“After Locus Ag helped me maximize my carbon-credit value, Aster Global was contacted to verify my farming practices,” says Garrett. Aster Global, certified by the American National Standards Institute (ANSI), examined his farming records and then issued a verification certificate. Information from the Farm Service Agency and crop insurance records, plus farm photographs, were used to document the practices.

Locus Ag staff then put Garrett in contact with a carbon credit marketplace. Currently, Locus Ag works with two: Nori and Bluesource. These two marketplaces determine the amount of available carbon credits on a farm and then locate buyers. One credit is given for each metric ton of CO2 equivalent.

“Nori and Bluesource each use a different method to determine [the] amount of soil organic carbon storage,” says Grant Aldridge, CEO of Locus Ag. “Nori Croplands Methodology utilizes the COMET-Farm tool model to calculate the amount of sequestered carbon. Bluesource uses the Climate Action Reserve’s Soil Enrichment Protocol methodology, which physically measures soil carbon via certified lab protocols.”

The COMET-Farm model was developed through a partnership between USDA-NRCS and Colorado State University and is based on many years of field-collected data. It contains several modules, such as croplands, livestock and forestry. For cropland, growers describe and document the number of acres and years land has received one or more of the conservation practice standards listed below.

  • Conservation crop rotation
  • Residue and tillage management
  • Cover crop
  • Combustion system improvement
  • Mulching
  • Strip cropping
  • Nutrient management
  • Multiple conservation practices

The submitted information is integrated by the model with site-specific climate and soil data to estimate the amount of carbon sequestration.

Carbon credit sales

Garrett worked with Nori to quantify and sell his carbon credits. Nori compensates farmers for carbon removed as far back as five years. Garett’s total credits accumulated from 2015 through 2019 were 22,745 metric tons at a value of $341,175. Fifteen thousand of these credits were purchased by Shopify Inc.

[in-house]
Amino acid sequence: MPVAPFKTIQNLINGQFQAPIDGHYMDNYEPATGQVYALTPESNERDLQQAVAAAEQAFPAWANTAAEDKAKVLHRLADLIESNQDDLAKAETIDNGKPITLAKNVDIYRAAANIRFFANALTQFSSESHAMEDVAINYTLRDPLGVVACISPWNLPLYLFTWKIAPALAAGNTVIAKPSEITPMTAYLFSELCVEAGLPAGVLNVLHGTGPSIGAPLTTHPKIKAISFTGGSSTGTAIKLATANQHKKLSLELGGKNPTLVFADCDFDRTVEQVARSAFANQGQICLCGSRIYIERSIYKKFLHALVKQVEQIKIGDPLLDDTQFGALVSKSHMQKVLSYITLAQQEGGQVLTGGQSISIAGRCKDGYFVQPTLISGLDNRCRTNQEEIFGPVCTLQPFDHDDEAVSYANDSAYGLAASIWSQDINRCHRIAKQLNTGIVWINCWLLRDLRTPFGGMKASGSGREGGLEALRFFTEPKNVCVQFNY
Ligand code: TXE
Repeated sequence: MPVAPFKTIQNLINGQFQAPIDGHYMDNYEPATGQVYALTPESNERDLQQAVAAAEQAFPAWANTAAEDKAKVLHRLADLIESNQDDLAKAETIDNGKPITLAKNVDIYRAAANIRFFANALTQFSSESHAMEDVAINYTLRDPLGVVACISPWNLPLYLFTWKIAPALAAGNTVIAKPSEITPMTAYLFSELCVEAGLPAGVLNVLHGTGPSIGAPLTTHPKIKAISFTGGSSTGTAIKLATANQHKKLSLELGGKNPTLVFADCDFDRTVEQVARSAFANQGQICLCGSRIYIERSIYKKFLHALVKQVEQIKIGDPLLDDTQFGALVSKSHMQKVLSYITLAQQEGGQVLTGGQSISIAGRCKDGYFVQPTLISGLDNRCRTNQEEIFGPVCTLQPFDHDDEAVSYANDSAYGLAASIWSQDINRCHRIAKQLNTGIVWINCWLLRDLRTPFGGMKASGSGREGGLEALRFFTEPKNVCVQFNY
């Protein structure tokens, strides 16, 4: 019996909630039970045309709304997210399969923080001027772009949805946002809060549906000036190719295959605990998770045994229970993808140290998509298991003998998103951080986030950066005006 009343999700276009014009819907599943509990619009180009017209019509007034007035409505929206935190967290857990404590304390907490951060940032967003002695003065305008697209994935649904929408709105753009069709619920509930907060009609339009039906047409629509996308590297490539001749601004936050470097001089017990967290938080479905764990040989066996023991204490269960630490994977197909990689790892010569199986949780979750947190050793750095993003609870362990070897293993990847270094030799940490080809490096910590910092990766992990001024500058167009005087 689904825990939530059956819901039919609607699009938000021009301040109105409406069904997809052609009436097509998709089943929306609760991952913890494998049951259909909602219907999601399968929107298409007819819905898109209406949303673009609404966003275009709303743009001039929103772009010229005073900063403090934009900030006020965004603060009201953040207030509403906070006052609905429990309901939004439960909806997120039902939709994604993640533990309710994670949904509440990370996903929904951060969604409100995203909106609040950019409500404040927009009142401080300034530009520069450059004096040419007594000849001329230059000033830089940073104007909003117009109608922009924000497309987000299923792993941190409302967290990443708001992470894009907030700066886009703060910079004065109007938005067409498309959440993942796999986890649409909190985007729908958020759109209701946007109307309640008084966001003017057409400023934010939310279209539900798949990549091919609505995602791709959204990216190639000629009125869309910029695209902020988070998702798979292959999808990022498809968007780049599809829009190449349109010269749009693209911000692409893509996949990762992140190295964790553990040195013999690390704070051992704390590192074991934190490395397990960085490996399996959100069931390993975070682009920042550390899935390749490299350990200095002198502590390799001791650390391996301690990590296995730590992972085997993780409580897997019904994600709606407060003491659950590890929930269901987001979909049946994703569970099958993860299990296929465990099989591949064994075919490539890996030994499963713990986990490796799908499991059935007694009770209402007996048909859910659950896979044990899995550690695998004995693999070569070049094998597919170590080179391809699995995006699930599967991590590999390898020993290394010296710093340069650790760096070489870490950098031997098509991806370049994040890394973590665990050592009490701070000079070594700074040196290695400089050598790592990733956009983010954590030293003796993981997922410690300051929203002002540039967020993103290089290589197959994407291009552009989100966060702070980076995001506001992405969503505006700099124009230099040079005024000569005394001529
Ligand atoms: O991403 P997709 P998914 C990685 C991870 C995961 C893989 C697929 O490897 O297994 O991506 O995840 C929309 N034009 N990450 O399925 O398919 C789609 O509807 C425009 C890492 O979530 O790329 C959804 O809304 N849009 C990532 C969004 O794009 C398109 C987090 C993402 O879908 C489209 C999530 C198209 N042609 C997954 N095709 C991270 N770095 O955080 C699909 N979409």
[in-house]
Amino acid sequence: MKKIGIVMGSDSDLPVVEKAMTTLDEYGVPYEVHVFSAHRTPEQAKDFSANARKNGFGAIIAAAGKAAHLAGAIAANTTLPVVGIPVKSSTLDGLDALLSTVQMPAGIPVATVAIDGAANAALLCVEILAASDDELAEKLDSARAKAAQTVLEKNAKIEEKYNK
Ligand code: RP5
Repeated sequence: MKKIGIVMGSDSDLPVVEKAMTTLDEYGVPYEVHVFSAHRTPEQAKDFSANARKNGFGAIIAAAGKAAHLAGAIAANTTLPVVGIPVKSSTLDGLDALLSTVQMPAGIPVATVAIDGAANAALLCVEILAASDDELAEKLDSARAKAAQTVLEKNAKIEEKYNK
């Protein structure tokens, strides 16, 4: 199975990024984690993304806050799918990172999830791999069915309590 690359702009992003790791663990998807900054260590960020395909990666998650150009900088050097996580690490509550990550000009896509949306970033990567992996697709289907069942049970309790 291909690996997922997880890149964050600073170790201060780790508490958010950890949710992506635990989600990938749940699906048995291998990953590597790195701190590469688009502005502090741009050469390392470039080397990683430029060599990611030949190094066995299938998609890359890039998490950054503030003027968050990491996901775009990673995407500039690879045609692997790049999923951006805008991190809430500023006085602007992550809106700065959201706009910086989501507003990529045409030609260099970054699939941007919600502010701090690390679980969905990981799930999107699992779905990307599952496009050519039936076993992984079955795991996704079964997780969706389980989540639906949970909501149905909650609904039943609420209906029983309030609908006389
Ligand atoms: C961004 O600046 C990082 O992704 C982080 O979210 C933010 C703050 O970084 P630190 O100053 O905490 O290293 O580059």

Shopify is a Canadian global e-commerce company that provides platforms and support for online stores and other computer-based businesses. They have established a sustainability fund with a commitment to invest a minimum of $5 million annually into promising impactful technologies and projects that reduce greenhouse gases in the atmosphere. Money from this fund was used to purchase carbon credits from Garrett.

“After the Shopify purchase, plus smaller sales, I have 13,729 carbon credits available for sale and will continue to accumulate additional credits annually as a result of my sustainable farming practices that facilitate additional soil carbon storage. The amount of carbon storage each year is tied to crop yields,” says Garrett. “Yields are mostly governed by the amount of plant growth, which determines the amount of sequestered carbon. I intend to sell carbon credits about every three years. These sales will help recover some of my costs of increasing soil carbon storage.”  end mark

PHOTO 1: A carbon credit check-receiving ceremony features Shane Head, Locus Ag’s vice president of environmental platforms, and Kelly Garrett, western Iowa farmer.

PHOTO 2: Soybean seedlings emerge through shredded corn stubble. Photos provided by Kelly Garrett.

Robert Fears is a freelance writer based in Georgetown, Texas.